How To Tell People You Are Getting Divorced?

Getting divorced is a very personal matter, an issue that’s just between you and your spouse. But at some point you will need to open up to others about such news, and finding the right way to broach the subject will help you in s many ways.

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It sounds like such a simple question. But the way you tell your friends, family and colleagues that you are getting divorced will frame how they view this life change you are about to embark upon, and what kind of support they will provide. It will also frame how you view yourself.

At The Divorce Surgery, we enable separating couples to share a lawyer on divorce, and often we see couples at the start of their divorce journey, when they may not have told many of their social network about their decision to separate. It can make them anxious, particularly if they don’t agree how to share the news.

So what are our top tips for what to say?

1. Take time before you say anything

Don’t feel in a rush to tell the world. This is your private news. Let it settle with you first. Decide how you want to talk about it. What do you want your divorce story to be? If you were the one leading it, respect the fact that your time-line for an announcement will not be the same as your spouse’s. Respect their need to process what is happening. If divorce was not your choice, and you are feeling emotionally overwhelmed, know that this is normal.

Do get some professional help to work through your emotions. Someone unconnected to your family and your life, such as a counsellor, therapist or divorce coach, can help you work through your feelings so you aren’t defined by them. This blog is for couples whose relationship has ended but have not been the victims of abuse. Sadly, some marriages end because of abuse. If you have been in an abusive relationship, and have not felt safe, you must immediately get the support and protection you need, away from your partner. 

2. Agree a narrative

This is vital. Just as when you are helping children to understand and deal with your divorce, many couples understand the need to agree a script when it comes to telling their children. But actually the same logic applies to your friends. Your objective should be to diffuse any drama. This is not going to be the soap opera divorce. Yes you want your friends to support you, distract you and bolster you. But ex-bashing will ultimately bring you down and will not help you recover and move on. If you and your spouse agree the story behind your divorce it can really take the heat out at the earliest stage.

3. A joint decision

Go back to the basics. Why do any of us get married? Because we believe we will make each other happier together than apart. Once that formula stops working, your relationship is no longer meeting your needs. It is time to take your pursuit of happiness in another direction, with respect for the shared memories and experiences that came before. Saying that you have reached a shared decision that your marriage has come to an end says nothing about the why. You don’t owe the world an explanation.

4. Pride in what you have achieved

If you can, frame it as a joint decision. There is a reason, when many high-profile celebrities announce their divorces, they issue a joint statement. It’s because it sends a clear message that they want their divorce to be viewed as an amicable one. Obviously, human interactions almost never fit that perfect mould. High-profile or not, when it comes to divorce you will be faced with the same emotional journey. You cannot buy your way out of it, and in fact sometimes more money makes it worse. What has led to this decision will be long and complex, and draw on years of tiny shifts in your relationship and the way you relate to each other. At the time these can seem completely inconsequential, but they build over time. Sometimes there is a trigger event, which can be quite dramatic. It is extremely easy (and oftentimes quite tempting) to attribute the divorce to that one event. If you can, please resist. It will lead you down a path of guilt, shame and conflict. You don’t need to agree why your relationship no longer works for you both, you just need to agree the fact that it is not working. By taking out the need to agree on the results of the post-mortem, you relieve yourselves of significant pressure.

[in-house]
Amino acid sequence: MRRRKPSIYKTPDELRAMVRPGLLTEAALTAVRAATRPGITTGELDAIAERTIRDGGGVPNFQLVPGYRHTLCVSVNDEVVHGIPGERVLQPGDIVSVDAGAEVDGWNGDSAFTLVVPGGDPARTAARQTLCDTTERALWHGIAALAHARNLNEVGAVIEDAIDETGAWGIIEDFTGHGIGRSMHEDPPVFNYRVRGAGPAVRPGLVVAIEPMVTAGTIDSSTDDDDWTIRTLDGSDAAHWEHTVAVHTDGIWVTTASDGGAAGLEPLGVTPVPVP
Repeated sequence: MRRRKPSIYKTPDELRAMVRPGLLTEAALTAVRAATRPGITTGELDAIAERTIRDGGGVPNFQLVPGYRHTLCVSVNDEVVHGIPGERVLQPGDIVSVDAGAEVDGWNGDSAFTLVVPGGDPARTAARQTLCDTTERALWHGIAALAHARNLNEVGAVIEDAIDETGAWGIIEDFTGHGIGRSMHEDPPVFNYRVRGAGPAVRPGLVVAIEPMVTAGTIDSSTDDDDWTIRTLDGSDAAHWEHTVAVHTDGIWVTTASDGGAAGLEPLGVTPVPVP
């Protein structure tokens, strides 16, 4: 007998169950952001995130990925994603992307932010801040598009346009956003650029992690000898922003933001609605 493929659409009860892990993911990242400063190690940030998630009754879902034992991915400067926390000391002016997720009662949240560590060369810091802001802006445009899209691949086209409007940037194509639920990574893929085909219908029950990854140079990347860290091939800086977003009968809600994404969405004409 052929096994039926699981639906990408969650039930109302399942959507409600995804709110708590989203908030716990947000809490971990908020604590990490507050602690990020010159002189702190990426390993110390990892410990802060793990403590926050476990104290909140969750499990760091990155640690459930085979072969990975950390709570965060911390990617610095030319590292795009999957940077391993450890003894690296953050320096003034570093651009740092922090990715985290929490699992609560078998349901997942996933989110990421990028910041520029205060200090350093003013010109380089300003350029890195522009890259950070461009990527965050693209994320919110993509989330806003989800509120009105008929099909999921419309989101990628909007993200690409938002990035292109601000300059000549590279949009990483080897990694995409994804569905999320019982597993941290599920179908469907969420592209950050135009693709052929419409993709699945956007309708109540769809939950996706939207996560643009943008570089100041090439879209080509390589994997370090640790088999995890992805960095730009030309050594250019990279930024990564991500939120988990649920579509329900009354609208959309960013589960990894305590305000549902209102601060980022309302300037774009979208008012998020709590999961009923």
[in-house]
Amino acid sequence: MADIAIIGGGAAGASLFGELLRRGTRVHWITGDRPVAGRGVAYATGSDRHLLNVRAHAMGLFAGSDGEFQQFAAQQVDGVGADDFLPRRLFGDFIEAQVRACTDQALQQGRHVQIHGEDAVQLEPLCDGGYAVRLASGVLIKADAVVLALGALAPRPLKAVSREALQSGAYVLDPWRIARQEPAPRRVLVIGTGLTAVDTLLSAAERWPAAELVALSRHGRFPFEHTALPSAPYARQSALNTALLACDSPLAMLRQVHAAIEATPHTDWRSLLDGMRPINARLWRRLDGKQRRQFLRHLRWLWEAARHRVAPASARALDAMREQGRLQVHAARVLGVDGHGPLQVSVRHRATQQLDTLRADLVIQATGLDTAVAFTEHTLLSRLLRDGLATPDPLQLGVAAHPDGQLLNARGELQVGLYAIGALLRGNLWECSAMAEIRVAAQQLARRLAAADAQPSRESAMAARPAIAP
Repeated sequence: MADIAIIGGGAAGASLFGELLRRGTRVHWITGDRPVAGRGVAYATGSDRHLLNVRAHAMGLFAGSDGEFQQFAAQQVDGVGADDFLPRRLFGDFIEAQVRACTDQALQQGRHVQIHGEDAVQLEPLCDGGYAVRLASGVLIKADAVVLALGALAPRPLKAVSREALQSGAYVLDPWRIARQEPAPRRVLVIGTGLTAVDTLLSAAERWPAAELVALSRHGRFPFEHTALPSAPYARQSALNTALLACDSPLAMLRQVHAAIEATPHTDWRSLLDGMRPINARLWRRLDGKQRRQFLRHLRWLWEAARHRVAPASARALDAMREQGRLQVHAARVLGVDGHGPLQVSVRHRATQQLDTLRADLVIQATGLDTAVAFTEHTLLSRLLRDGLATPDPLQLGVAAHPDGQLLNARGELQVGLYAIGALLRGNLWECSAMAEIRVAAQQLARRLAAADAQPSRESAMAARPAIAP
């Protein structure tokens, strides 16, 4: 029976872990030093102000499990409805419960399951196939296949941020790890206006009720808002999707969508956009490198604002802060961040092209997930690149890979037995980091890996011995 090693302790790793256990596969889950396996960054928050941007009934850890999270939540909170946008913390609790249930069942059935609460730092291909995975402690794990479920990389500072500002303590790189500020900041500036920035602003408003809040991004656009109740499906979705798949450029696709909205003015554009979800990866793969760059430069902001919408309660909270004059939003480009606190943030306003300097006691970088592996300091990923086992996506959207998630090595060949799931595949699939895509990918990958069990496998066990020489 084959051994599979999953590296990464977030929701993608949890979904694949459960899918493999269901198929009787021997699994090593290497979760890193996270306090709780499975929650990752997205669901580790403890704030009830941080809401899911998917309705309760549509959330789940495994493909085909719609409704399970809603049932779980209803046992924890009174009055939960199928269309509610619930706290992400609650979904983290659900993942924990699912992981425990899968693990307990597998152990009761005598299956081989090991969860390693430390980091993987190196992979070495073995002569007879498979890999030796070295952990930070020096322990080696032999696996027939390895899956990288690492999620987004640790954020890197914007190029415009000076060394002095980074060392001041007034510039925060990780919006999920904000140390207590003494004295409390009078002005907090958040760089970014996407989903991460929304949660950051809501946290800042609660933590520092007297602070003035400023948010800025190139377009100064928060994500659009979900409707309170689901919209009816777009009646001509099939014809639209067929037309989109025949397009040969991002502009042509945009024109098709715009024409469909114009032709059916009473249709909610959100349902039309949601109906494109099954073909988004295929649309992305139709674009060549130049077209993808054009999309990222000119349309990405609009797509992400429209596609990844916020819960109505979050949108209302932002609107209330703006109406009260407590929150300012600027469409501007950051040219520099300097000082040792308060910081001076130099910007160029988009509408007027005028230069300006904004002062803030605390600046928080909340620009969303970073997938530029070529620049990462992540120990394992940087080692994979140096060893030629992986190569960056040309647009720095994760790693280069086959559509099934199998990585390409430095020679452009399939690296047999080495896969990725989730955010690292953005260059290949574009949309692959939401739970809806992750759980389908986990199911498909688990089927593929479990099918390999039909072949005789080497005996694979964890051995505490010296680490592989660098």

Acknowledge your achievements. Get out a pen and paper and list them. Some are obvious: children, exciting holidays, friendships, career goals met, house moves, renovations, garden projects, pets. Some won’t spring immediately to mind, but can be even more defining: in relationships, couples can give each other the strength to be brave and try new things, to feel loved and nurtured, to laugh, to be silly and irresponsible, to dream. Think back to the early years and the times when things were good. Those are the memories to bank and hold onto. Well done you on those joyful times, now it’s time for more. 

5. Time to grow in different directions for this next life phase

You’ve said it was a joint decision to end the relationship, you’re proud of everything you’ve achieved together and now it is time for you both to move on to different adventures. By doing so you remove a great deal of stress from the situation, both for yourselves and for those around you who will come to terms with the news in different ways. Shifting onto this future narrative will give your friends the lead they need to help you look forwards, not back. What is coming next? What new life experiences await? You are not abandoning your old relationship, it will have defined you in many ways, and if you have children you will be co-parents for life, but you are acknowledging that the relationship is no longer meeting both your needs, and it’s time to move on.

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